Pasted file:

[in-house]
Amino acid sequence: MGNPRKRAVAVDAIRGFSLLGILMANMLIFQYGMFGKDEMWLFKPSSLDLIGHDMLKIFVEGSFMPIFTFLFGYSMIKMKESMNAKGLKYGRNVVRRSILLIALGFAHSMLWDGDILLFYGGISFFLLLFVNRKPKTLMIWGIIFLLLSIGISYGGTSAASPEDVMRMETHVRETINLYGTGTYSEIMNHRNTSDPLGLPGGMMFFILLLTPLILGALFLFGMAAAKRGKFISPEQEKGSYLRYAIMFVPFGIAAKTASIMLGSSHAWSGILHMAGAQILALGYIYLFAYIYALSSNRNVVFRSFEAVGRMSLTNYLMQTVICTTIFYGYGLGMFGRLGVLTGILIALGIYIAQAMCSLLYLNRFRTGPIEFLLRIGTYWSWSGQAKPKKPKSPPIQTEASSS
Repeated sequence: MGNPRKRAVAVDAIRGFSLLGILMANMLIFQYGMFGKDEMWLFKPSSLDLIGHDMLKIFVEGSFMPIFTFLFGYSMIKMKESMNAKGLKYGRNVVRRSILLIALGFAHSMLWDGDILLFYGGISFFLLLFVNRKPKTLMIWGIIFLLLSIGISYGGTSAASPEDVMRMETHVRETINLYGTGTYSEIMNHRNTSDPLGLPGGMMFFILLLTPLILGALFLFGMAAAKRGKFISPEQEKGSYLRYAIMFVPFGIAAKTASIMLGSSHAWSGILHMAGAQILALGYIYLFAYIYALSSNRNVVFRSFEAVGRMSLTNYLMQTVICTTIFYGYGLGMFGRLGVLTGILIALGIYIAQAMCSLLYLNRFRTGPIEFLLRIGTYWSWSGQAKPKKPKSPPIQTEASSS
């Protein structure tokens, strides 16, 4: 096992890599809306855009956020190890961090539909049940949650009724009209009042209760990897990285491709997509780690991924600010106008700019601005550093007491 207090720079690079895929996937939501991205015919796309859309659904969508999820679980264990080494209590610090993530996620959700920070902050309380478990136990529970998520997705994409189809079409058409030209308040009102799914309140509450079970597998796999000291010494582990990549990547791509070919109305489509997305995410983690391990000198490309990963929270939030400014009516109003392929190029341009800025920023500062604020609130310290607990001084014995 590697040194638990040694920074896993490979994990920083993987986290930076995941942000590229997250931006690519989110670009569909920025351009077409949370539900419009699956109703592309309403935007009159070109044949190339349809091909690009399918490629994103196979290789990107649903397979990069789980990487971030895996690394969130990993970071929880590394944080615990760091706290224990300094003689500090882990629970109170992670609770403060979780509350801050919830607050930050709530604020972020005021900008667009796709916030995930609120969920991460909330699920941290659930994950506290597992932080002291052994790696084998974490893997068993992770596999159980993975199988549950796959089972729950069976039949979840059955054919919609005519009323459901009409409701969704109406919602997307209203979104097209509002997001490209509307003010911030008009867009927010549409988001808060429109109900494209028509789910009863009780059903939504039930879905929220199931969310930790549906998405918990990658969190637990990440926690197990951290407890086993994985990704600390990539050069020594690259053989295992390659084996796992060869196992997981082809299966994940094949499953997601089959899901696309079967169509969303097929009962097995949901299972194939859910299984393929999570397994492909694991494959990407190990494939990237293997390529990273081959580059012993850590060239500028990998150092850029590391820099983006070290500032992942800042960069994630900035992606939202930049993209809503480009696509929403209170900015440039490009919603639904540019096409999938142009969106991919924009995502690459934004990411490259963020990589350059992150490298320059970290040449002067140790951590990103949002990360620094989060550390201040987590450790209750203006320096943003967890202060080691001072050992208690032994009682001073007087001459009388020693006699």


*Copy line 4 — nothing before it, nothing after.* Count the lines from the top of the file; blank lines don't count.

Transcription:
């Protein structure tokens, strides 16, 4: 096992890599809306855009956020190890961090539909049940949650009724009209009042209760990897990285491709997509780690991924600010106008700019601005550093007491 207090720079690079895929996937939501991205015919796309859309659904969508999820679980264990080494209590610090993530996620959700920070902050309380478990136990529970998520997705994409189809079409058409030209308040009102799914309140509450079970597998796999000291010494582990990549990547791509070919109305489509997305995410983690391990000198490309990963929270939030400014009516109003392929190029341009800025920023500062604020609130310290607990001084014995 590697040194638990040694920074896993490979994990920083993987986290930076995941942000590229997250931006690519989110670009569909920025351009077409949370539900419009699956109703592309309403935007009159070109044949190339349809091909690009399918490629994103196979290789990107649903397979990069789980990487971030895996690394969130990993970071929880590394944080615990760091706290224990300094003689500090882990629970109170992670609770403060979780509350801050919830607050930050709530604020972020005021900008667009796709916030995930609120969920991460909330699920941290659930994950506290597992932080002291052994790696084998974490893997068993992770596999159980993975199988549950796959089972729950069976039949979840059955054919919609005519009323459901009409409701969704109406919602997307209203979104097209509002997001490209509307003010911030008009867009927010549409988001808060429109109900494209028509789910009863009780059903939504039930879905929220199931969310930790549906998405918990990658969190637990990440926690197990951290407890086993994985990704600390990539050069020594690259053989295992390659084996796992060869196992997981082809299966994940094949499953997601089959899901696309079967169509969303097929009962097995949901299972194939859910299984393929999570397994492909694991494959990407190990494939990237293997390529990273081959580059012993850590060239500028990998150092850029590391820099983006070290500032992942800042960069994630900035992606939202930049993209809503480009696509929403209170900015440039490009919603639904540019096409999938142009969106991919924009995502690459934004990411490259963020990589350059992150490298320059970290040449002067140790951590990103949002990360620094989060550390201040987590450790209750203006320096943003967890202060080691001072050992208690032994009682001073007087001459009388020693006699």